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“One of the most successful physicians I have ever known, has assured me, that he used more bread pills, drops of colored water, and powders of hickory ashes, than of all other medicines put together. It was certainly a pious fraud.”

—Thomas Jefferson (1807)

The power of placebos in medicine has been described for centuries. In the 18th century placebos in medicine were identified as a substance without therapeutic value. In the 19th century, placebos became more of a manner of pleasing the patient rather than treating them.1 By definition, a placebo is a substance without medical effects that benefits the health status because of the patient’s belief that the substance is effective.2 However, some evidence suggests that placebo effects persist even when patients are told that they are receiving an inactive pill, suggesting that placebo effects may be more complex than originally thought.3 Conversely, a nocebo is defined as a substance without medical effects but which worsens the health status of the person taking it by the negative beliefs and expectations of the patient.4 As an example, information disclosure about potential side effects of a treatment may in itself contribute to producing adverse effects.4 Views on the placebo effect vary in different cultures. In Western medicine, a treatment must outperform a placebo to be considered efficacious. However, in some traditional medicine there is less concern over placebo effects, and medicines are deemed efficacious by observational data.5

Research suggests that not all placebos are created equal. Acupuncture placebo, injection placebo, surgery placebo, and topical placebo have all demonstrated greater power than an oral placebo in treating osteoarthritis.6–8 It has been suggested that medical rituals and patient-clinician engagement can augment the placebo effect, with more elaborate placebos having a greater effect on a patient.5 While placebo effects have been most well described in the field of psychiatry, particularly in the treatment of depression, placebo effects can be found in every field of medicine.1 In this review, we discuss mechanisms of placebo and nocebo effects, how they may impact the skin, offer solutions as to how clinicians can use this phenomenon to best serve their patients, and provide future directions for further investigation into these effects.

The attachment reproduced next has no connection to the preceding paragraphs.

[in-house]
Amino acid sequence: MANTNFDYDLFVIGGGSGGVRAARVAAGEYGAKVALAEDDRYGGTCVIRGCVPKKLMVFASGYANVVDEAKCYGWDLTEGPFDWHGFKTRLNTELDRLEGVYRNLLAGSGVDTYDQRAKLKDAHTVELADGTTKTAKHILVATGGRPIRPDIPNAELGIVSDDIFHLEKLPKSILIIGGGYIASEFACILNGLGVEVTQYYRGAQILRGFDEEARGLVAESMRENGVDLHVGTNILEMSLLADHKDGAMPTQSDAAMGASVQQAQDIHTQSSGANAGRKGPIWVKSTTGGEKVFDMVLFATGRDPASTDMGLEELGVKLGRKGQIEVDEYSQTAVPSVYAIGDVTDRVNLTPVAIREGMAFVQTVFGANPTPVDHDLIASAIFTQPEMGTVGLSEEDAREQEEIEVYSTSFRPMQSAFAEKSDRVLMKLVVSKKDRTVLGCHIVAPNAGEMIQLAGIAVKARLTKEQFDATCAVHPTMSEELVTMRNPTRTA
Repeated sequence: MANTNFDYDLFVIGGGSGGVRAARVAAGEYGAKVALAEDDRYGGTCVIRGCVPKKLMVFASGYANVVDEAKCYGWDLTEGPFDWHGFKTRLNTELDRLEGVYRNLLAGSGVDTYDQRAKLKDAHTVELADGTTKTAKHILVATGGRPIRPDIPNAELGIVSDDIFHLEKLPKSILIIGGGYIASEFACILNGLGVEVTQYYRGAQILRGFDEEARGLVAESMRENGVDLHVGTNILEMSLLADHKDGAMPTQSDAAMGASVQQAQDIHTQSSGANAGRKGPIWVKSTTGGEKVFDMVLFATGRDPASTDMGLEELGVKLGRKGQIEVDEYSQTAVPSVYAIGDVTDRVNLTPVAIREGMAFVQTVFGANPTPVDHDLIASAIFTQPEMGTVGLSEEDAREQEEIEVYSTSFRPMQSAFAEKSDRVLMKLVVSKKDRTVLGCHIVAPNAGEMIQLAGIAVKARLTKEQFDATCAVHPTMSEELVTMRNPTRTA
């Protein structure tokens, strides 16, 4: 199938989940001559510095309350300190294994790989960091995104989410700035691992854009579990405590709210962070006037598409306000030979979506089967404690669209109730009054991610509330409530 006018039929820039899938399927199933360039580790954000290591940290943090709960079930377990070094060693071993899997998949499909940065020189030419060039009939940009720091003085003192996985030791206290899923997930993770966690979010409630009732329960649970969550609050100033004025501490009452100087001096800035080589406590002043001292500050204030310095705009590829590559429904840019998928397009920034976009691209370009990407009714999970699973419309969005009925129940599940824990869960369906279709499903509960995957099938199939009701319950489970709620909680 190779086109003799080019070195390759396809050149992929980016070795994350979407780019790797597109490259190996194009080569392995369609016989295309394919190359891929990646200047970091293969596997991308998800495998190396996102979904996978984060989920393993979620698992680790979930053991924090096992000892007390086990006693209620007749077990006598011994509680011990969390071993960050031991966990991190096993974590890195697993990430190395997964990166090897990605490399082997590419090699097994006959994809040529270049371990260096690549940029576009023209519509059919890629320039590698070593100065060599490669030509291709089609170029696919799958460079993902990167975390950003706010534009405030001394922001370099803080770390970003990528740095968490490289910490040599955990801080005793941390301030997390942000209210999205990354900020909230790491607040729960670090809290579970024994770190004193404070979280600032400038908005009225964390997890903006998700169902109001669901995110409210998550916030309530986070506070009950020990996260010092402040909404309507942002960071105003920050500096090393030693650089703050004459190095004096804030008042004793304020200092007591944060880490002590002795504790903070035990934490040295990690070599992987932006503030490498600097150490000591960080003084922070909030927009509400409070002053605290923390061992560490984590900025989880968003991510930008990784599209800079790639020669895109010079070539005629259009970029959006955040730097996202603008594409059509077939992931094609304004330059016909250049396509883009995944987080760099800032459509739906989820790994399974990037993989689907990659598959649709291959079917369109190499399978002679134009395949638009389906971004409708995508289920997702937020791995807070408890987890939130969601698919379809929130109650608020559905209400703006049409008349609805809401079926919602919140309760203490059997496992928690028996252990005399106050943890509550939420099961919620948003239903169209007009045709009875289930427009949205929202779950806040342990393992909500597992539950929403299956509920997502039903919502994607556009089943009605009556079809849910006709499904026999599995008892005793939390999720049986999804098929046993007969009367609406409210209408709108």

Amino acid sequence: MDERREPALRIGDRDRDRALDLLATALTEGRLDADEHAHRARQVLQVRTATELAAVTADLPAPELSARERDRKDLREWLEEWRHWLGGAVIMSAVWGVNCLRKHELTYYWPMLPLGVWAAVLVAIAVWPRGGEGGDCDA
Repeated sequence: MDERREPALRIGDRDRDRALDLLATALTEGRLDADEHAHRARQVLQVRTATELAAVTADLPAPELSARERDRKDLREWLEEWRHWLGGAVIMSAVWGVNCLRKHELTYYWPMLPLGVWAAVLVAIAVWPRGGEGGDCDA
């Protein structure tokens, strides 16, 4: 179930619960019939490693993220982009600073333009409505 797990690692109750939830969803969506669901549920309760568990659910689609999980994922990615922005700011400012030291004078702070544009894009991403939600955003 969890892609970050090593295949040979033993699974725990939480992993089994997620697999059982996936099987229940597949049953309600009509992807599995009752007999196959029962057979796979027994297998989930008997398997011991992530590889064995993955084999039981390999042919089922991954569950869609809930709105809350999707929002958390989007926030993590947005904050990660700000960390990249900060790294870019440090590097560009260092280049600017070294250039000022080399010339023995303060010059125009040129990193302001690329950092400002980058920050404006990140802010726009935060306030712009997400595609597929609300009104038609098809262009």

Potential Mechanisms

There are several proposed mechanisms of the placebo effect, with the expectation model, reflex/Pavlovian conditioning, and the opioid model being the most well-known theories.9 The expectation model postulates that thoughts and beliefs can influence neurochemical reactions in the body, subsequently leading to hormonal and immunological responses. In this model, a placebo effect leads to a true therapeutic response.9–11

Reflex/Pavlov conditioning describes the placebo effect as a learned response to past medical intervention. If patients previously felt better after visiting the doctor’s office and receiving medication, they may begin to associate medical intervention with a reduction in symptoms. In this theory, all medical treatments unintentionally involve a placebo effect, as patients tend to expect improvement of their symptoms when starting a therapy—unless they have reason to doubt the treatment, in which case, a nocebo effect may instead be at play. Conditioning depends heavily on individual and environmental factors. Attributes, such as patient optimism or worry, may contribute to the strength of placebo or nocebo effect,12 respectively. Both the expectation model and reflex conditioning may coexist and complement one another to create the placebo effect.9–11

The opioid model suggests that endorphins are released in response to the placebo stimulus and may serve as the psychological mechanism of expectation and conditioning previously described. This is supported by the fact that placebo analgesia can be reversed with naloxone, an opioid antagonist.13 While placebo responses may require multiple conditioning trials, nocebo responses can occur with as little as one trial.14 Nocebo effects are thought to be modulated by the hormone cholecystokinin (CCK) due to its ability to transform anxiety into pain. Additionally, negative expectations may induce the hypothalamic-pituitary-adrenal axis, increasing adrenocorticotropic hormone (ACTH) and cortisol. Nocebo hyperalgesia can be antagonized with diazepam, suggesting that anxiety underlies the effect.15

Placebo and Nocebo Effects in Dermatology